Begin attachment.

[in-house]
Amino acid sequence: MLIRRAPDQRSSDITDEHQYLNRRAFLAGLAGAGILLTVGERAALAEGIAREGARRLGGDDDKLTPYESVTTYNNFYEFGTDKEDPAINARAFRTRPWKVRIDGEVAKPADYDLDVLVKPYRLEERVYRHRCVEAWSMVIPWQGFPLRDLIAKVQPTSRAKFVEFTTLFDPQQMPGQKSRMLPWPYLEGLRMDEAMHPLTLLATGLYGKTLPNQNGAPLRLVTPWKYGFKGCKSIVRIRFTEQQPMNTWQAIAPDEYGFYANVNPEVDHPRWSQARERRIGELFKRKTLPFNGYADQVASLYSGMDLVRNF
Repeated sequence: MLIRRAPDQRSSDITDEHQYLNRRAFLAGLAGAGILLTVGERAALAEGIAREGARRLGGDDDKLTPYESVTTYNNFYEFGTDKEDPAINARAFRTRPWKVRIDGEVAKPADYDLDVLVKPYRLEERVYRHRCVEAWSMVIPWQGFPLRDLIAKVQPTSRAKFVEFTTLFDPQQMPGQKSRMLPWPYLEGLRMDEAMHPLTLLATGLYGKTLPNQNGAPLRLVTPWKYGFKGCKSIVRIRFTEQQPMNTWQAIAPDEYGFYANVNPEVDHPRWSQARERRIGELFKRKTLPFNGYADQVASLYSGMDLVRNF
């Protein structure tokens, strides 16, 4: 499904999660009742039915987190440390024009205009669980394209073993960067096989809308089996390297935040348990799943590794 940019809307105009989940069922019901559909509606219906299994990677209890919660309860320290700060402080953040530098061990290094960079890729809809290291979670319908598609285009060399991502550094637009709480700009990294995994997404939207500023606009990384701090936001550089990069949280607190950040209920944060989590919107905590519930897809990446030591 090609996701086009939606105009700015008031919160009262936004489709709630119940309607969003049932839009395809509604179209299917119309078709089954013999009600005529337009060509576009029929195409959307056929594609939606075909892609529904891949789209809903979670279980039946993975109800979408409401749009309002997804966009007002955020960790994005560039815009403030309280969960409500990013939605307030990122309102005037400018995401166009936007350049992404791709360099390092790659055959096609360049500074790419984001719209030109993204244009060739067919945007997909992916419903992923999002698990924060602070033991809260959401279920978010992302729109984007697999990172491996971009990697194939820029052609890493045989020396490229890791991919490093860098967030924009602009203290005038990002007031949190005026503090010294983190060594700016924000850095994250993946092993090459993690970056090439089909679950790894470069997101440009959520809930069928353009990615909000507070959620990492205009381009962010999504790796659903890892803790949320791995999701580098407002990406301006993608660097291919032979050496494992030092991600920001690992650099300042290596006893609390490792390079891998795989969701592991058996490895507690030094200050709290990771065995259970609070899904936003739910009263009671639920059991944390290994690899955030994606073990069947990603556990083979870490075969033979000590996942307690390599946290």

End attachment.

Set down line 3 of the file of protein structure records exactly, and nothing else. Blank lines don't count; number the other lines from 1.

Repeated sequence: MLIRRAPDQRSSDITDEHQYLNRRAFLAGLAGAGILLTVGERAALAEGIAREGARRLGGDDDKLTPYESVTTYNNFYEFGTDKEDPAINARAFRTRPWKVRIDGEVAKPADYDLDVLVKPYRLEERVYRHRCVEAWSMVIPWQGFPLRDLIAKVQPTSRAKFVEFTTLFDPQQMPGQKSRMLPWPYLEGLRMDEAMHPLTLLATGLYGKTLPNQNGAPLRLVTPWKYGFKGCKSIVRIRFTEQQPMNTWQAIAPDEYGFYANVNPEVDHPRWSQARERRIGELFKRKTLPFNGYADQVASLYSGMDLVRNF